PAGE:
STP Father-Son Duo Reflect on How Their Dads Shaped Their Desire to Serve

June 17, 2024

By SCDPS Staff Member, Teddy Kulmala

With three generations of law enforcement officers in their family, serving others is not learned for State Transport Police Master Officer Thomas Thrasher and his son, Officer Peyton Thrasher. It’s a family value.

“Our family is a working-class family,” said Peyton Thrasher. “There’s no doctors or lawyers. My grandpa was in law enforcement. My dad’s in law enforcement. My younger brother is in the Army. My mom was a nurse. No one’s had a safe job.”

Thomas Thrasher’s father was a utility lineman and then a sheriff’s deputy with the Pickens County Sheriff’s Office after serving in the Army during the Vietnam War.

“When he was at the sheriff’s office, I remember him coming home late at night to change clothes because his uniform was cut up or covered in blood. The deputy he was riding with would be waiting in the driveway. My dad would come in and say, ‘Yeah, I had a bad night.’ He would change his clothes, get back in the car, and finish the rest of his shift.”

Seeing his dad serving others in uniform inspired Thomas Thrasher to later join the same sheriff’s office, but he soon learned that he enjoyed working traffic enforcement more than domestic violence, assault, or robbery calls for service. That led him to the South Carolina Highway Patrol for 19 years, which included 10 years on the Motor Unit as a motorcycle trooper. During his last four years as a trooper, the work schedule for the Highway Patrol allowed him to work as a long-haul truck driver on his days off. After his retirement in 2016, he began driving full time and logged close to one-million miles in 10 years.

But in 2023, when Thomas Thrasher saw the Department of Public Safety was hiring back retirees, he decided to return to DPS. This time as a State Transport Police officer.

“I thought I would marry the two things that I spent most of my time doing: Working in transportation and working in law enforcement,” he said of joining STP. “I’m not young anymore, but I don’t consider myself old yet. I’m in that in-between, so I have some good working years left in me.”

And he wanted to spend some of those working years with his son. Peyton Thrasher, who joined STP a year earlier in 2022, said his desire to become an officer started at a young age with his dad dropping by his baseball practices on his Highway Patrol motorcycle during his meal break.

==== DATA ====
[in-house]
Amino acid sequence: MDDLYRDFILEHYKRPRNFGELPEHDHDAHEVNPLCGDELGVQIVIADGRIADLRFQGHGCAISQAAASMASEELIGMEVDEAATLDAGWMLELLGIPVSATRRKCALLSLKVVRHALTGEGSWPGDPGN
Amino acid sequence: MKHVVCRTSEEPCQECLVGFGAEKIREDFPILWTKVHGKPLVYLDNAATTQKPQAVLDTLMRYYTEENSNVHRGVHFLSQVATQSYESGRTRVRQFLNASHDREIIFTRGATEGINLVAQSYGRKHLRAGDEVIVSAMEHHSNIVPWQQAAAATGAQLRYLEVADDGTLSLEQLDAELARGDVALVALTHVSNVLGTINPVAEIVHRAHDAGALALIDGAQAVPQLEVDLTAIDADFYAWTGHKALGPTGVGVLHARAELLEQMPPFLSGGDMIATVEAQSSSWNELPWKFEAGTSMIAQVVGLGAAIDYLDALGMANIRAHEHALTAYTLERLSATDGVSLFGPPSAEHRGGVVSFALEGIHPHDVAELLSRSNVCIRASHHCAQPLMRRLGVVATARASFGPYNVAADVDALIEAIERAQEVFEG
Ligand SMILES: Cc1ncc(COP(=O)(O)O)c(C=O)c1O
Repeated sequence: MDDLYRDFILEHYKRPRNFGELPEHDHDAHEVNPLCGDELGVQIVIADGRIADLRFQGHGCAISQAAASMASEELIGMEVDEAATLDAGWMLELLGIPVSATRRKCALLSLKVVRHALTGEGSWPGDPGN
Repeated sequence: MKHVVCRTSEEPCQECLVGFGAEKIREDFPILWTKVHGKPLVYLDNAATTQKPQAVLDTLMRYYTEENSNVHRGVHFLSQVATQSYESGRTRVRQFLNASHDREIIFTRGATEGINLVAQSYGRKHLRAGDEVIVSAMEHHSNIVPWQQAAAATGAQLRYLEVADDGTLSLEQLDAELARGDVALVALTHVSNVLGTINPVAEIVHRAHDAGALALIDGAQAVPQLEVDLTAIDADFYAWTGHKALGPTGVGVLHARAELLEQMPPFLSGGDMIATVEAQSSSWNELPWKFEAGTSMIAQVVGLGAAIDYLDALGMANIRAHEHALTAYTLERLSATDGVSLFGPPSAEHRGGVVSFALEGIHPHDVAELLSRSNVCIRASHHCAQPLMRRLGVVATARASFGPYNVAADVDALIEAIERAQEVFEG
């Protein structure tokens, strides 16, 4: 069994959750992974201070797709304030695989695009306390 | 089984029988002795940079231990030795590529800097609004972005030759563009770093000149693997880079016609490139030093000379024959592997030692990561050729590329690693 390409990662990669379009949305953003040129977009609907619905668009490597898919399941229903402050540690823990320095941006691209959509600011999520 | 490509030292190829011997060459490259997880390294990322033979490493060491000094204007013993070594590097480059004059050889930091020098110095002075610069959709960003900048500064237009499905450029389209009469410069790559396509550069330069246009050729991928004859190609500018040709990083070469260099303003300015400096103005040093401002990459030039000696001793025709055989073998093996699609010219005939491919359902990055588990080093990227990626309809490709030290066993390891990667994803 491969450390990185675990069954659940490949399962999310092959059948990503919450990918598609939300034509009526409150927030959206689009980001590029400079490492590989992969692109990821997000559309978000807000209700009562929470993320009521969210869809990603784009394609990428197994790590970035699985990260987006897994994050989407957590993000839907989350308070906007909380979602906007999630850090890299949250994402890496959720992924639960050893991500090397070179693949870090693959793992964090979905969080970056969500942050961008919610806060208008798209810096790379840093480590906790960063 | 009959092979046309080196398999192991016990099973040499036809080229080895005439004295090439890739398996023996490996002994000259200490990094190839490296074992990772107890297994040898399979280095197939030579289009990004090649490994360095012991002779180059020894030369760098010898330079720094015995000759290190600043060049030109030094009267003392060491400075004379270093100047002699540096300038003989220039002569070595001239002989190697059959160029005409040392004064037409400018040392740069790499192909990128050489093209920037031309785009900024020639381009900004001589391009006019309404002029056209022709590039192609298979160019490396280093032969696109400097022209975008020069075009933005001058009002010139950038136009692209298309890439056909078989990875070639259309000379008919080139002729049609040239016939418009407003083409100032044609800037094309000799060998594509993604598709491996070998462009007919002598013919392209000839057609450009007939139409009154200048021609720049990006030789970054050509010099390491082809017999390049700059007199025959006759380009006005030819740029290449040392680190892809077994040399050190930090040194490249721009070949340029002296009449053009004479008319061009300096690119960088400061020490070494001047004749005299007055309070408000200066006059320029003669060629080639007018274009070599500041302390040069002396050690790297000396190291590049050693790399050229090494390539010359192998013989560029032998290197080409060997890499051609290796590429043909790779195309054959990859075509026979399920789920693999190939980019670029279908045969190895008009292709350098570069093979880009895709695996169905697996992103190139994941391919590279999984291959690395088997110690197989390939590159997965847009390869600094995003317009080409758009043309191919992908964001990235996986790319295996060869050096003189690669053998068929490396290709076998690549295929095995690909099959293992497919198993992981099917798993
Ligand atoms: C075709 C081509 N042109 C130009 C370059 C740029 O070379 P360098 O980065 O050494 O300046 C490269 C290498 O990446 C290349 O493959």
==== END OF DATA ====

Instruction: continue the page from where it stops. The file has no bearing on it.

“He would always pull up and sit out in the outfield on his motorcycle when we were at practice,” the younger Thrasher said. “We all used to think it was the coolest thing.”

STP appealed to Peyton Thrasher because of its specialized training, the ability to be proactive in enforcement, and the latitude granted to officers.

“It’s just a niche thing in law enforcement,” Peyton Thrasher said of STP. “We can do your standard traffic enforcement on non-commercial vehicles, but we’re the only ones in the state that can actually enforce the federal regulations for commercial motor vehicles. That really intrigued me.”

For Peyton, satisfaction from the job comes from mutual respect that is given and received during his interactions with drivers.

“You might give someone three or four tickets, and at the end of it, they’ll say, ‘Thank you for treating me with respect. I’m doing my job, and I realize you’re doing your job,’” he said. “That’s one of the things I find rewarding. When there is mutual respect.”

For Thomas Thrasher, taking a dangerous truck or a fatigued driver off the road gives him the same satisfaction as taking an impaired driver off the road as a trooper.

“I knew that there was something there — I made an impact immediately,” he said. “The road was different.”

Thomas Thrasher isn’t surprised Peyton followed in his footsteps. But he is humbled.

“He got to see a lot of the not-so-good stuff, like having to work holidays or nights,” he said. “But he decided to go with it anyway. It does make me think that, at some point, maybe I did do some things right, and he wanted to follow that.”

Peyton Thrasher says despite the challenges of the job, his father was a great role model for how to handle those and balance them with his responsibility to his family.

“I never remember him calling in sick or coming home disgruntled,” he said. “I’m sure he was at some point, but I never saw it. He worked 40-plus hours a week. He worked weekends. But he showed up to work and provided for his family.”

Despite the father and son due working full time in the same Upstate region, sometimes they may not see each other for days at a time. They do, however, get to hear each other’s voice on the radio every day.

“Occasionally we work together. I can see how he handles himself,” Thomas Thrasher said. “I can’t tell him he does a good job,” he says with a smirk. “I probably should tell him more often that I’m proud of him, because I am.”

Thomas Thrasher recalls about the time he worked with his dad for a few years and the irreplaceable memories he has because of that experience.

“I will always be grateful for that,” he said. “I was hoping when I came back (to DPS) that it would be something similar with Peyton and me. I got to work with my dad. Peyton’s getting to work with his dad. It’s full circle.”